After studying the great books at St. John’s College I dreamed of writing the next great American novel. I enrolled in a graduate writing program, where my fiction-writing teacher told me to write about what I knew. At that point I didn’t seem know much of anything, and medical school seemed like the easier option. Twenty years later, I started writing The End of Healing as a work of narrative non-fiction. When my spouse, who is also my editor, told me I was writing fiction—and suggested I’d better stop because it would take me forever—my first reaction was denial. I assured her that I was, in fact, writing creative non-fiction. As usual, though, she was right. It was over a full year later, in 2004, I realized that I was writing fiction—and that filled me with terror. I couldn’t write fiction. That had already been determined. But despite my despair, The End of Healing was a compulsion for me, and I wrote nearly every day from 2004 until its publication. I wrote and wrote and edited and edited and learned the art of story telling over the last ten years because I had to do so. The story needed to be told. So what are the main things I have learned about the writing process over last ten years of writing my first novel that might be helpful to others who have a story they need to share?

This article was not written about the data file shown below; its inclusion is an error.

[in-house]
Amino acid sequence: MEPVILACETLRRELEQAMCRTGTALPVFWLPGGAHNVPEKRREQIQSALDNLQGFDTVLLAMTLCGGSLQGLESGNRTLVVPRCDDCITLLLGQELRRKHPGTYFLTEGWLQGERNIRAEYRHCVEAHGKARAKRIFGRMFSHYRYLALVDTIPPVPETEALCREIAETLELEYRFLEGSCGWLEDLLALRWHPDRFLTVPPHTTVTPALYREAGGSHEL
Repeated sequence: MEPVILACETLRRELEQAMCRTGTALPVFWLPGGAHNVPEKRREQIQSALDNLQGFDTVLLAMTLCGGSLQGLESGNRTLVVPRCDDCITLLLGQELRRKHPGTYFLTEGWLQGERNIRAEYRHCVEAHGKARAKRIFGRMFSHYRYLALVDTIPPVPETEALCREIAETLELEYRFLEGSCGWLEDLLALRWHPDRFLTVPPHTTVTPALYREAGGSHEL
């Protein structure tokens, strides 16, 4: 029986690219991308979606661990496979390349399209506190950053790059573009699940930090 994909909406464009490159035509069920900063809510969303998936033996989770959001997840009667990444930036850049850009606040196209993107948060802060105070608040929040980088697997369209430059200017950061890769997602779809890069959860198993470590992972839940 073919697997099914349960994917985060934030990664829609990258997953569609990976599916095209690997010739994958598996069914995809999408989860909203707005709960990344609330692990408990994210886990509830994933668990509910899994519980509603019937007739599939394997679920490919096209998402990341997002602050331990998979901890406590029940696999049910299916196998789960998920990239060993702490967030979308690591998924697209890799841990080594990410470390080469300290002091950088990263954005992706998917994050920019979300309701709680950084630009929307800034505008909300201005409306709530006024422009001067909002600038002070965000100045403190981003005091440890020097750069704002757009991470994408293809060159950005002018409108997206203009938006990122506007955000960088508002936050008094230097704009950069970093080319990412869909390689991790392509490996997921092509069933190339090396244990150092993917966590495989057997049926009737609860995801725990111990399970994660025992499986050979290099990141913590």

- Start with stream of consciousness, but early in your writing process imagine the final product and the broader story arc to help you channel the stream.
- Allow your characters to reveal themselves to you over time and let them shape and even change the arc of your story.
- Write wherever and whenever inspiration strikes you, but also have a regular (daily) writing schedule, time, and place, even it is brief.
- Don’t be afraid to write a story with a purpose, goal, or a reason for telling. In writing, as in life, it helps to have a reason for writing.
- Make sure your story is one that you really care about in order to have the staying power to see it through to its end. Look for the story that matters most in your life. That is the story you should aim to share.